How does a midwife differ from an OB/GYN or a doula?
“The roles of midwives often overlap largely with the role of an OB/GYN physician, but OB/GYN are more common and midwives are utilized less often, so their role is not as commonly or easily recognized,” says Richards. Midwives usually follow a natural birthing process (no C-sections and little or no pain medication). They can sometimes deliver your baby outside of a hospital and offer alternative deliveries like water births. “Both midwives and doulas can be associated with some benefits like improved outcomes, improved birth experiences, lower rates of unnecessary medical interventions, and higher rates of breastfeeding, but they achieve those outcomes in different ways. Some people think that if you have either a midwife or a doula, you don’t need the other, but neither can fulfill the other’s role. Midwives and doulas often work best as a team, providing both high-quality medical care and high-quality support,” she says.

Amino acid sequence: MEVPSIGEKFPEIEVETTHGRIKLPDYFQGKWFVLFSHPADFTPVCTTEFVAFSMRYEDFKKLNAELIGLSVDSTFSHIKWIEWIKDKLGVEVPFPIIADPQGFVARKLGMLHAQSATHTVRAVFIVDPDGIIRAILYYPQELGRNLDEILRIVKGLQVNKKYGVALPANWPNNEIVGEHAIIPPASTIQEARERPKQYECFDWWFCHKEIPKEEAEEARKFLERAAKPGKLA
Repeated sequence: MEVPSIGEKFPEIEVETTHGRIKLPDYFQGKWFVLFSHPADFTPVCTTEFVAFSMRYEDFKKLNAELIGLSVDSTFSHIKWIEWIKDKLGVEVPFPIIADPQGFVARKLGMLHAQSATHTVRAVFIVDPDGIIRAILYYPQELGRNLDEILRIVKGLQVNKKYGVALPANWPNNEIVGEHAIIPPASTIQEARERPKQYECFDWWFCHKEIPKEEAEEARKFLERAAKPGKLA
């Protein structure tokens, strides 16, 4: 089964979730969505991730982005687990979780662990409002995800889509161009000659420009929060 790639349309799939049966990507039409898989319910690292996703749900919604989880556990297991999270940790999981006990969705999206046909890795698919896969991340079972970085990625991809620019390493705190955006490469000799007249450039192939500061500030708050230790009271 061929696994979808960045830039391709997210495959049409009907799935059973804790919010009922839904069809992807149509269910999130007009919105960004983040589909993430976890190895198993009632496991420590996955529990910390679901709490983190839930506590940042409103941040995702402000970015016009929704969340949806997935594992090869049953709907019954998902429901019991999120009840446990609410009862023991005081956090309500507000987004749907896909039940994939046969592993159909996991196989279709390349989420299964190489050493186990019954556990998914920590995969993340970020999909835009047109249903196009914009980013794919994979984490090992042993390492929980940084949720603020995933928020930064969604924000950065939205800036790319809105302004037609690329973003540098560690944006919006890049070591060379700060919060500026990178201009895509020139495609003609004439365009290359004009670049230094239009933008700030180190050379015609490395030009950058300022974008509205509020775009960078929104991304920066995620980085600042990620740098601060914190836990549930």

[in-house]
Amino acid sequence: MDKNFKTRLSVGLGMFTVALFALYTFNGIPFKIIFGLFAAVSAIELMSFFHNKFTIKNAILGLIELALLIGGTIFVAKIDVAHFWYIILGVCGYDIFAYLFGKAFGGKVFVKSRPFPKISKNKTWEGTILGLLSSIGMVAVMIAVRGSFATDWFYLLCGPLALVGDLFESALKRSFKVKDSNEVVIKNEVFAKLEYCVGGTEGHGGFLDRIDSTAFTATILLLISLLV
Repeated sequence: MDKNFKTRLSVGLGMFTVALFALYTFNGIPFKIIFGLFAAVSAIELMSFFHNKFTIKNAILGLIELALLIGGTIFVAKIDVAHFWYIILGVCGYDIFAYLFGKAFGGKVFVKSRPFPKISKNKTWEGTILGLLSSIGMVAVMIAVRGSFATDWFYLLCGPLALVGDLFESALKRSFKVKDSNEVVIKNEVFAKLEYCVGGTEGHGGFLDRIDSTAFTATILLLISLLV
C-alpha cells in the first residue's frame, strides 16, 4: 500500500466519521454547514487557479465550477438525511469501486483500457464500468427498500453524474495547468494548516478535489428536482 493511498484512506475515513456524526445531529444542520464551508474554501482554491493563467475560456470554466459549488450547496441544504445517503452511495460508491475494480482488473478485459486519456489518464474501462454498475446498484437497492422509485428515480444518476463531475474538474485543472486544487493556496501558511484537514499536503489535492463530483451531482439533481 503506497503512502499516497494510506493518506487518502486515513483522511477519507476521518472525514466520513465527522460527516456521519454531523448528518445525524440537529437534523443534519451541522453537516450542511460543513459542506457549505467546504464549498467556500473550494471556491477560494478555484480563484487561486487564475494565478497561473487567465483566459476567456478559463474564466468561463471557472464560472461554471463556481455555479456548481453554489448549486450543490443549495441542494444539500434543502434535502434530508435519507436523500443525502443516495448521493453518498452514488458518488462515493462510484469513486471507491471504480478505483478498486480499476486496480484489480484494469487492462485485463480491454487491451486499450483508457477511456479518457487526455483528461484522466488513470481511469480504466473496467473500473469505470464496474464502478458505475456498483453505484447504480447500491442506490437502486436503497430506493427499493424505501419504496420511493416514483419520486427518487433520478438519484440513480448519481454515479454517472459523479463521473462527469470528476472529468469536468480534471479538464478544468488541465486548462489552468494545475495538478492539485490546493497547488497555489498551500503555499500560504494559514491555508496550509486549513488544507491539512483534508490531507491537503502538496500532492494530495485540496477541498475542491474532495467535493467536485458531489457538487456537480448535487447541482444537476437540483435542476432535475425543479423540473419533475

Can you see me virtually? “Telemedicine can be a convenient mode of healthcare delivery in many circumstances, and when appropriate, midwives can offer certain appointment types virtually. However, many appointments — especially during pregnancy — benefit from remaining hands-on and in-person,” she says.
How you can find support from a… doula